I am looking for a word or phrase for wanting someone to fail, but only to teach them a lesson.

It's not easy to explain. For example, when you tell a child, "Don't run down the hill or you will fall," but they continue anyway. To prevent them from doing this in the future on a bigger hill with a much more harsh outcome, you want them to fall so the lesson can be learned.

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    "A valuable lesson" is often used in this situation. I'm not sure there's a a phrase that exactly matches your request. Apr 10, 2016 at 19:55
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    It doesn't express a desire for failure, but the phrase "live and learn" is often used retrospectively to describe a ... successful failure.
    – JEL
    Apr 10, 2016 at 20:35

5 Answers 5


You want them to learn something the hard way.

It means to learn something by an unpleasant experience.


once bitten, twice shy

Once hurt, one is doubly cautious in the future. This seemingly old observation, presumably alluding to an animal biting someone, was first recorded in 1894.

The American Heritage® Idioms Dictionary

Variations: once burned, twice shy (or wary or warned.)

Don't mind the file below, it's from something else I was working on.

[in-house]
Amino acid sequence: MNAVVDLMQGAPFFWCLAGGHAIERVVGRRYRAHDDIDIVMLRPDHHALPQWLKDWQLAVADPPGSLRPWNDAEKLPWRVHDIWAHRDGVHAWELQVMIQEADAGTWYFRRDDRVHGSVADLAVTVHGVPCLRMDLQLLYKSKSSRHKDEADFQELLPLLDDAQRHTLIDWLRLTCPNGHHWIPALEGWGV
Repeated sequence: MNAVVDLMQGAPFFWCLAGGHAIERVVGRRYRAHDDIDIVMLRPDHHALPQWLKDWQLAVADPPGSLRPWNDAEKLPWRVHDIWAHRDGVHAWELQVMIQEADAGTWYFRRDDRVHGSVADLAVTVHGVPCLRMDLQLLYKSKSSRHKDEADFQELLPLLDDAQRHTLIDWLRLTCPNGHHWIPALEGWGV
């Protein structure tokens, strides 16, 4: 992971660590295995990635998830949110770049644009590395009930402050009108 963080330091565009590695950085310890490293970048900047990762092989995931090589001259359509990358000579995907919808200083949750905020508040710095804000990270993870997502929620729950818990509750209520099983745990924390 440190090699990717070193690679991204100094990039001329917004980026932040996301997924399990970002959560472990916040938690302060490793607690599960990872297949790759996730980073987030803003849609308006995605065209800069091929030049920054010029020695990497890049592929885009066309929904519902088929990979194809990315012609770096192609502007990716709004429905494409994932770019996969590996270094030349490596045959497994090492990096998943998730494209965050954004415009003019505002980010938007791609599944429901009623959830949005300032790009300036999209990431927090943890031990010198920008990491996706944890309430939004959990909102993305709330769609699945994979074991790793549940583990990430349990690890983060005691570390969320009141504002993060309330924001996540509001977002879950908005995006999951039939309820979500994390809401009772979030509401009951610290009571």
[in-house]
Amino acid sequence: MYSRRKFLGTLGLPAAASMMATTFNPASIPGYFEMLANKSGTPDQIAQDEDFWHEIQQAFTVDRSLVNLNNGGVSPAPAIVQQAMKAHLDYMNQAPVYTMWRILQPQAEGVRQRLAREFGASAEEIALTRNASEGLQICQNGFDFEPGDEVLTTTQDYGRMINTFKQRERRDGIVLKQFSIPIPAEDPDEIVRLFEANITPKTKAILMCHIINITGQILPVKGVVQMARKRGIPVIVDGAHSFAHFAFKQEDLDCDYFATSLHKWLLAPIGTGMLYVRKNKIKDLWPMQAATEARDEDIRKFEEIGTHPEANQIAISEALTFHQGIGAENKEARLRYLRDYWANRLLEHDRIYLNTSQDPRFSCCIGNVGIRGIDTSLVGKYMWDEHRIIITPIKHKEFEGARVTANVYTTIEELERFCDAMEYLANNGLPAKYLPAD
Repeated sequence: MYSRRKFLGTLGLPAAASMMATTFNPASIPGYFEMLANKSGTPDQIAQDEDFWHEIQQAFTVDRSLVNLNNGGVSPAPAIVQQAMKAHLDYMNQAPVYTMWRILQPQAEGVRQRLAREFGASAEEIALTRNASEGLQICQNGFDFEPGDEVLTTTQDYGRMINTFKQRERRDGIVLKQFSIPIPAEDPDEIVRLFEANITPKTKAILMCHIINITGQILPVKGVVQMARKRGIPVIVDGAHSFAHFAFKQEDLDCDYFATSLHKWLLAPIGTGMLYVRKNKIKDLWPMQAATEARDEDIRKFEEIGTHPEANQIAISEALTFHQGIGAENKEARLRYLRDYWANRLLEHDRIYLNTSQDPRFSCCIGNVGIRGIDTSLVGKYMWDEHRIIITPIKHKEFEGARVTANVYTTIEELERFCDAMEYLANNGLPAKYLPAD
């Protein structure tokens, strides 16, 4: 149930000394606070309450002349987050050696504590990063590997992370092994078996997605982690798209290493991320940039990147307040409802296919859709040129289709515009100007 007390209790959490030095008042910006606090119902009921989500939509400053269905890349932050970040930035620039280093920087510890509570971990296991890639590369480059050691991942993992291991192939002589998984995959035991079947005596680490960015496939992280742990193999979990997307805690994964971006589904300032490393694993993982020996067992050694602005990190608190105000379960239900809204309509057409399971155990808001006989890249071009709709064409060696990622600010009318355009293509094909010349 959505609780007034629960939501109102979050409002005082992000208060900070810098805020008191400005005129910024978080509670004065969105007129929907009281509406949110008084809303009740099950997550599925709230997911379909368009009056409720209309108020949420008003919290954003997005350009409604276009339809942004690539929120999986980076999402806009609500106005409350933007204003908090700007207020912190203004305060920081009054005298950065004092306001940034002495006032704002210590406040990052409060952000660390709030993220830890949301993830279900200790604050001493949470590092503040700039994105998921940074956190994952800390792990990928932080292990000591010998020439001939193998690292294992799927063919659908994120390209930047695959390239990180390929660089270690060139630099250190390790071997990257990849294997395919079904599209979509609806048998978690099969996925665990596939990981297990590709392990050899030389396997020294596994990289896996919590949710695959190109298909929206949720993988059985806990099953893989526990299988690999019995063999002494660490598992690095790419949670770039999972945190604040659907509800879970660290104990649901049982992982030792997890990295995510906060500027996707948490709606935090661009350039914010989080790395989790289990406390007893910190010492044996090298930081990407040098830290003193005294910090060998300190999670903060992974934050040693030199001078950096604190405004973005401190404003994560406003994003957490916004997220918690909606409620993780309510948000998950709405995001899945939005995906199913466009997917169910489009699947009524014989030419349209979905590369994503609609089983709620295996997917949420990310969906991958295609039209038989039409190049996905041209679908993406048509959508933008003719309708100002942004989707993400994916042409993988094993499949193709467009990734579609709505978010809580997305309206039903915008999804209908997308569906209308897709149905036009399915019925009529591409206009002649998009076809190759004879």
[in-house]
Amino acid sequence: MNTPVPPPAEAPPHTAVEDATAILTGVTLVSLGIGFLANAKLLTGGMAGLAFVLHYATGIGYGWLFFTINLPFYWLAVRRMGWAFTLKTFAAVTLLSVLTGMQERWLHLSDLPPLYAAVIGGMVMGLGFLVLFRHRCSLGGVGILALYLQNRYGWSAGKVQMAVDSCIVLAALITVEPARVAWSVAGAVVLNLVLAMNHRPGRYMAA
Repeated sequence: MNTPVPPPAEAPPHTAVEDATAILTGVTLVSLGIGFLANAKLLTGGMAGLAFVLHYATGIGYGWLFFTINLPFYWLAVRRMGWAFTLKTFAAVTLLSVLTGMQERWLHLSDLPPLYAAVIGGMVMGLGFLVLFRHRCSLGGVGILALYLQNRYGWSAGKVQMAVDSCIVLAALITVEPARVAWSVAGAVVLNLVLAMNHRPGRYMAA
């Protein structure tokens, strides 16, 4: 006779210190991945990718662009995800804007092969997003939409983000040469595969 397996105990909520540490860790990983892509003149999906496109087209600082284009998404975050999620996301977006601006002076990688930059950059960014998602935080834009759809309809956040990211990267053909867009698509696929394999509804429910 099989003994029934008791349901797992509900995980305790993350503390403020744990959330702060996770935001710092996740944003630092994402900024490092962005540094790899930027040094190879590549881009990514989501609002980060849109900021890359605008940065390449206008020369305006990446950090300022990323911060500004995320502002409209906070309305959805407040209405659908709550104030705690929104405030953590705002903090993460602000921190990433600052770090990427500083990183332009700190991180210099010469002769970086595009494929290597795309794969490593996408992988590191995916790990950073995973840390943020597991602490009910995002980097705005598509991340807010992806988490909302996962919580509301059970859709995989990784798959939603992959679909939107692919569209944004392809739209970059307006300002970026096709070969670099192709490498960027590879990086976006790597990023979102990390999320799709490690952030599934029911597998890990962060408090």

The burned hand teaches best. After that, advice about fire goes to the heart (J.R.R. Tolkien)

The Two Towers: Being the Second Part of The Lord of the Rings


I would say 'didactic failure': didactic comes from the Latin verb doceo, meaning 'I teach'. As for wanting this to happen, I don't believe there is such a word in the English language, although the German loanword schadenfreude means taking pleasure from someone else's failure, so perhaps you could work out some combination between the two.


What about "CORRECTIONAL SUFFERANCE"? I wish him to undergo this correctional sufferance so that he may not falter again. It is no reprisal but revisionary.


Perhaps "(I'm going to) Let them(him/her) make their(his/her) own mistakes"?

Generally I would use this phrase for a situation that I don't think is terribly damaging, but serves a good purpose as I don't feel like the lesson will be learned any other way.

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